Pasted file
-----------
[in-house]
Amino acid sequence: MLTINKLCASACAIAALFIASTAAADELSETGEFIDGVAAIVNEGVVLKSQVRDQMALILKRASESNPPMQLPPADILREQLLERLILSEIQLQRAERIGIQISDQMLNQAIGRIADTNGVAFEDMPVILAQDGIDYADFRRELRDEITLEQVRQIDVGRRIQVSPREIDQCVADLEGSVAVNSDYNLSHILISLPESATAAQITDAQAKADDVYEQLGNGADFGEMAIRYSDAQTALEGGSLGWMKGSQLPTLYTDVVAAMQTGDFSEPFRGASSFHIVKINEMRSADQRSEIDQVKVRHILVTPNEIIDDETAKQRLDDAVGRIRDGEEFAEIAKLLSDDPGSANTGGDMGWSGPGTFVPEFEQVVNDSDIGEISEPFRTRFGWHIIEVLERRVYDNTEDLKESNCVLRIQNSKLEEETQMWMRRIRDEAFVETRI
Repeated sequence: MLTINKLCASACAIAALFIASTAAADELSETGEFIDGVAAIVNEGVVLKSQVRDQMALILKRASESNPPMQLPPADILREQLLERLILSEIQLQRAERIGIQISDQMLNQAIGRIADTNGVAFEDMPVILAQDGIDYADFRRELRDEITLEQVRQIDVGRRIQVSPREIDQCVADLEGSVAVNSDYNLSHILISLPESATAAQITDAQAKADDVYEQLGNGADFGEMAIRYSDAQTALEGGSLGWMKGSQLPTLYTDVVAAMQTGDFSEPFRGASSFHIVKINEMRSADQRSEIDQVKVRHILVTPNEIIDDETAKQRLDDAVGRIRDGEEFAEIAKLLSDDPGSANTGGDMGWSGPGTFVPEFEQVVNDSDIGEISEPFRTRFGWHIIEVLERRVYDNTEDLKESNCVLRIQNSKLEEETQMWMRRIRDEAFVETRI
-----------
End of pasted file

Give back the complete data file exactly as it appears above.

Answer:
[in-house]
Amino acid sequence: MLTINKLCASACAIAALFIASTAAADELSETGEFIDGVAAIVNEGVVLKSQVRDQMALILKRASESNPPMQLPPADILREQLLERLILSEIQLQRAERIGIQISDQMLNQAIGRIADTNGVAFEDMPVILAQDGIDYADFRRELRDEITLEQVRQIDVGRRIQVSPREIDQCVADLEGSVAVNSDYNLSHILISLPESATAAQITDAQAKADDVYEQLGNGADFGEMAIRYSDAQTALEGGSLGWMKGSQLPTLYTDVVAAMQTGDFSEPFRGASSFHIVKINEMRSADQRSEIDQVKVRHILVTPNEIIDDETAKQRLDDAVGRIRDGEEFAEIAKLLSDDPGSANTGGDMGWSGPGTFVPEFEQVVNDSDIGEISEPFRTRFGWHIIEVLERRVYDNTEDLKESNCVLRIQNSKLEEETQMWMRRIRDEAFVETRI
Repeated sequence: MLTINKLCASACAIAALFIASTAAADELSETGEFIDGVAAIVNEGVVLKSQVRDQMALILKRASESNPPMQLPPADILREQLLERLILSEIQLQRAERIGIQISDQMLNQAIGRIADTNGVAFEDMPVILAQDGIDYADFRRELRDEITLEQVRQIDVGRRIQVSPREIDQCVADLEGSVAVNSDYNLSHILISLPESATAAQITDAQAKADDVYEQLGNGADFGEMAIRYSDAQTALEGGSLGWMKGSQLPTLYTDVVAAMQTGDFSEPFRGASSFHIVKINEMRSADQRSEIDQVKVRHILVTPNEIIDDETAKQRLDDAVGRIRDGEEFAEIAKLLSDDPGSANTGGDMGWSGPGTFVPEFEQVVNDSDIGEISEPFRTRFGWHIIEVLERRVYDNTEDLKESNCVLRIQNSKLEEETQMWMRRIRDEAFVETRI